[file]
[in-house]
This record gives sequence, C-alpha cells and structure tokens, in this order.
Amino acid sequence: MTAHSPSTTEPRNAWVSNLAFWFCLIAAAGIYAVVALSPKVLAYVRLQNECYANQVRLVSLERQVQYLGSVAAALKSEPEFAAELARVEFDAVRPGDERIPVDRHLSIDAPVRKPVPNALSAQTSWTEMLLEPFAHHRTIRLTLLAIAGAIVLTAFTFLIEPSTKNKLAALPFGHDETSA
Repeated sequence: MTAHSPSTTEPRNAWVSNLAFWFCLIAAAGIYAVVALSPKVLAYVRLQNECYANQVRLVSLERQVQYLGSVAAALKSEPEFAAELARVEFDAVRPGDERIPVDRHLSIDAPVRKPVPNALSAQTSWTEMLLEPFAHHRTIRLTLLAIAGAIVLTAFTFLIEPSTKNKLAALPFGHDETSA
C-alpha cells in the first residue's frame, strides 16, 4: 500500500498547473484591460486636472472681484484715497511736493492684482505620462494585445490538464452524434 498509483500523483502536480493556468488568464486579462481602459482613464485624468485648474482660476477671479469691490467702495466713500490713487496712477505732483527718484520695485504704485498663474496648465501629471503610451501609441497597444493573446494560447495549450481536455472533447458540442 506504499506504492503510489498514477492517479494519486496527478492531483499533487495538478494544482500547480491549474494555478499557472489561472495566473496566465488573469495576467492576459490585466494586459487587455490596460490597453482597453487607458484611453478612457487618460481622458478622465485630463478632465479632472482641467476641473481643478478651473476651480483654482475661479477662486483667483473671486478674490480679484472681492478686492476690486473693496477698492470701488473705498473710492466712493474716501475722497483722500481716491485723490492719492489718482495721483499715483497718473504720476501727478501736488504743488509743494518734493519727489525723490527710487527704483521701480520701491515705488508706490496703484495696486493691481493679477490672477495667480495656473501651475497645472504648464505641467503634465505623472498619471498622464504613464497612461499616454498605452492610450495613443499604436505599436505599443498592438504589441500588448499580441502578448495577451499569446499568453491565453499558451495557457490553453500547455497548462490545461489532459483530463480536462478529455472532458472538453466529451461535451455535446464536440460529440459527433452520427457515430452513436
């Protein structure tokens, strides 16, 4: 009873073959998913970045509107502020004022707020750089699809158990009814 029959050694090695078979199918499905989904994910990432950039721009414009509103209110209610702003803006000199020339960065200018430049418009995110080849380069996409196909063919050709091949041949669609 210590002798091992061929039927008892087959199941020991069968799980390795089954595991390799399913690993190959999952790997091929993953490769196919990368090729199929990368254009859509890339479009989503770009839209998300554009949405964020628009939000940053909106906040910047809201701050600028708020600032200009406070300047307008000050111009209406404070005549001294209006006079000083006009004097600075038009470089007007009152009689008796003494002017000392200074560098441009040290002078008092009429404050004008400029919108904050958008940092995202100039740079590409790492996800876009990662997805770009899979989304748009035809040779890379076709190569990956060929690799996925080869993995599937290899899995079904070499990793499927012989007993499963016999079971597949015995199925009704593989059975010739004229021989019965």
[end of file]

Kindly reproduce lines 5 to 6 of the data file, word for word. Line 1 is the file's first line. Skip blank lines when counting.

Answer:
C-alpha cells in the first residue's frame, strides 16, 4: 500500500498547473484591460486636472472681484484715497511736493492684482505620462494585445490538464452524434 498509483500523483502536480493556468488568464486579462481602459482613464485624468485648474482660476477671479469691490467702495466713500490713487496712477505732483527718484520695485504704485498663474496648465501629471503610451501609441497597444493573446494560447495549450481536455472533447458540442 506504499506504492503510489498514477492517479494519486496527478492531483499533487495538478494544482500547480491549474494555478499557472489561472495566473496566465488573469495576467492576459490585466494586459487587455490596460490597453482597453487607458484611453478612457487618460481622458478622465485630463478632465479632472482641467476641473481643478478651473476651480483654482475661479477662486483667483473671486478674490480679484472681492478686492476690486473693496477698492470701488473705498473710492466712493474716501475722497483722500481716491485723490492719492489718482495721483499715483497718473504720476501727478501736488504743488509743494518734493519727489525723490527710487527704483521701480520701491515705488508706490496703484495696486493691481493679477490672477495667480495656473501651475497645472504648464505641467503634465505623472498619471498622464504613464497612461499616454498605452492610450495613443499604436505599436505599443498592438504589441500588448499580441502578448495577451499569446499568453491565453499558451495557457490553453500547455497548462490545461489532459483530463480536462478529455472532458472538453466529451461535451455535446464536440460529440459527433452520427457515430452513436
């Protein structure tokens, strides 16, 4: 009873073959998913970045509107502020004022707020750089699809158990009814 029959050694090695078979199918499905989904994910990432950039721009414009509103209110209610702003803006000199020339960065200018430049418009995110080849380069996409196909063919050709091949041949669609 210590002798091992061929039927008892087959199941020991069968799980390795089954595991390799399913690993190959999952790997091929993953490769196919990368090729199929990368254009859509890339479009989503770009839209998300554009949405964020628009939000940053909106906040910047809201701050600028708020600032200009406070300047307008000050111009209406404070005549001294209006006079000083006009004097600075038009470089007007009152009689008796003494002017000392200074560098441009040290002078008092009429404050004008400029919108904050958008940092995202100039740079590409790492996800876009990662997805770009899979989304748009035809040779890379076709190569990956060929690799996925080869993995599937290899899995079904070499990793499927012989007993499963016999079971597949015995199925009704593989059975010739004229021989019965």